First impression wasn't lasting


August 30, 1998|By Joanne E. Morvay | Joanne E. Morvay,special to the sun

The first time Kim Radney met Clayton Yandel, she was not impressed. She took one look at him and decided he was not the guy for her.

But a decade after their introduction at a Pittsburgh sporting-goods store, Kim has learned that initial encounters are not always accurate. And that sometimes the truest of hearts can be hidden in a teddy bear of a guy sporting Jheri-curled hair.

In 1988, Kim was working at a Herman's Sporting Goods store the summer before she started college at Morgan State University. One day her boss brought out a co-worker he thought she should meet. Kim was polite, but couldn't avert her eyes from the man's hair, permed into a slick mass of corkscrewed Jheri curls.

In Kim's mind, that hairdo had long been out of style. She endured the introduction, but immediately dismissed any notion of befriending Clayton.

Returning to the store for a visit later that year, Kim found herself enthralled by a man with a sharp box cut. "It was the back of the person," she recalls. "You couldn't see his front and I was thinking to myself, 'Turn around.'

"All of a sudden, he did and I told my girlfriend, 'Oh, my God, it's the Jheri curl guy!' " Kim recalls with a laugh. After a perfunctory hello to Clayton, she visited with other employees and left.

When Kim returned to work full time in the summer of 1989, she and Clayton finally struck up a friendship. They often ate lunch together. Eventually, he asked her out, and after talking with him until the wee hours of the morning, Kim realized there might be more to this man than she originally thought.

But this dawning did not lead the couple directly to matrimonial bliss. While they were happy much of the time, Kim and Clayton also had serious disagreements over their long-term goals.

"I had matured a little quicker than Clay had," Kim says now. "He was living at home and I was on my own at school. To me, there were a lot of things he couldn't care less about. He just wasn't responsible enough."

As for Clayton, he says he thought Kim was pressuring him about things that didn't matter. Looking back now, he realizes that he took his time to grow up.

Twice over the years that followed, they broke up, separating for 12 months or longer. Though he wasn't quite ready to mend his ways, the disputes cut Clayton to the core. "I was pretty hurt because I really loved her," he says. The pain is still evident in his voice, a low, earthy growl that has always sent shivers up Kim's spine.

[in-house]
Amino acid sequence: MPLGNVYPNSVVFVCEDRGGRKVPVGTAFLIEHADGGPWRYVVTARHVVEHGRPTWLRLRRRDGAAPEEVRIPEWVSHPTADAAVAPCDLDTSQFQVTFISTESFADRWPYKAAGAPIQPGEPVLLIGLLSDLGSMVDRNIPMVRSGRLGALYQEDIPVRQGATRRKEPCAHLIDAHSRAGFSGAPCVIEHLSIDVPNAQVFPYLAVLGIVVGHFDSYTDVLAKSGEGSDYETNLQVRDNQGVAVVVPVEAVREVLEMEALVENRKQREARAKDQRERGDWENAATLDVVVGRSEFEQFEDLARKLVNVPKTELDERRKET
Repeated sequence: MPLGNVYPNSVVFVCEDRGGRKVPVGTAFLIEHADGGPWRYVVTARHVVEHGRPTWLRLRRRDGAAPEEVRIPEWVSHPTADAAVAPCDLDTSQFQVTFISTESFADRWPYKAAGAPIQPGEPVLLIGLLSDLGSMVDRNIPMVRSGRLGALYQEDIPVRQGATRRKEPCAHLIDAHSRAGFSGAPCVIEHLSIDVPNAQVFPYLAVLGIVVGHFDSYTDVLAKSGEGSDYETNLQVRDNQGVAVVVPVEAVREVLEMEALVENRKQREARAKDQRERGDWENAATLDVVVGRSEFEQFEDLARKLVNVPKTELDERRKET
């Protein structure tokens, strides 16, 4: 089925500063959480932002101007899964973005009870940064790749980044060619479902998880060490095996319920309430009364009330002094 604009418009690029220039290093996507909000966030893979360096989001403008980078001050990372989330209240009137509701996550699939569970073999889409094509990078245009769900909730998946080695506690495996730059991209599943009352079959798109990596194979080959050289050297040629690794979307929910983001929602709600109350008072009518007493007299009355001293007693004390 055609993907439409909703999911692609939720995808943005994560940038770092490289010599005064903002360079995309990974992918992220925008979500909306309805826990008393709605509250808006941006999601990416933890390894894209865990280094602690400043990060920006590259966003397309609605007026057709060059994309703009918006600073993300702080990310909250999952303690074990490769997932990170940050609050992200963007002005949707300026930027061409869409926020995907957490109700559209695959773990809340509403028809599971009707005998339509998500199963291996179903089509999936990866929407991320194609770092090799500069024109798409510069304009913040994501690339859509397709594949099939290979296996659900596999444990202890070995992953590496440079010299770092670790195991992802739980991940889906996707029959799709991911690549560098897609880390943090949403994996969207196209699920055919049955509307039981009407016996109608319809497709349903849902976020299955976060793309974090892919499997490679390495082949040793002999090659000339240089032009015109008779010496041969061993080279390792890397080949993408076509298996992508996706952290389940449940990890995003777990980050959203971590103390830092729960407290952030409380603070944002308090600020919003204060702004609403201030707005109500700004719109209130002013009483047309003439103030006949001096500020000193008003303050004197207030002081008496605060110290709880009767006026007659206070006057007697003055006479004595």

Resourceful in spite of his lackadaisical attitude, Clayton stayed in touch with Kim's family in Pittsburgh during those hard times, popping in to check on her mom and visit with her brothers.

"I considered Clayton my son," says Janice Radney, Kim's mother. "Anything I needed done, he would always be there to help me."

It was this bond and a decision to change his ways, Clayton believes, that finally brought Kim back into his life for good. Both are tennis buffs, and in 1993, Kim asked Clayton to accompany her - as friends - to the U.S. Open. The vacation made the couple realize how strong their love remained.

Over the next four years they built a life together, alternating weekends in Baltimore and Pittsburgh. Last November, Clayton moved here and got a job as a parts distributor for a car dealership. Kim is a medical technologist at Union Memorial Hospital, where she's worked since her graduation from Morgan.

On Aug. 22, Kim and Clayton, both 32, were married at Friendship Baptist Church in Baltimore. Kim's mother and Clayton's mother, Yvonne Adams, also of Pittsburgh, were among the 150 guests. Among the highlights at the ceremony was a remembrance for family members who have died, including Kim's father, Joseph Radney.

After honeymooning in Bermuda, Kim and Clayton will live in Towson. They expect the years ahead to be filled with love, laughter and all of the activities they most enjoy - Sunday church services, tennis matches, movies, family reunions and trips to destinations near and far.

"It's always an adventure with Clay," Kim says with an affectionate giggle.

Pub Date: 8/30/98

Baltimore Sun Articles
Please note the green-lined linked article text has been applied commercially without any involvement from our newsroom editors, reporters or any other editorial staff.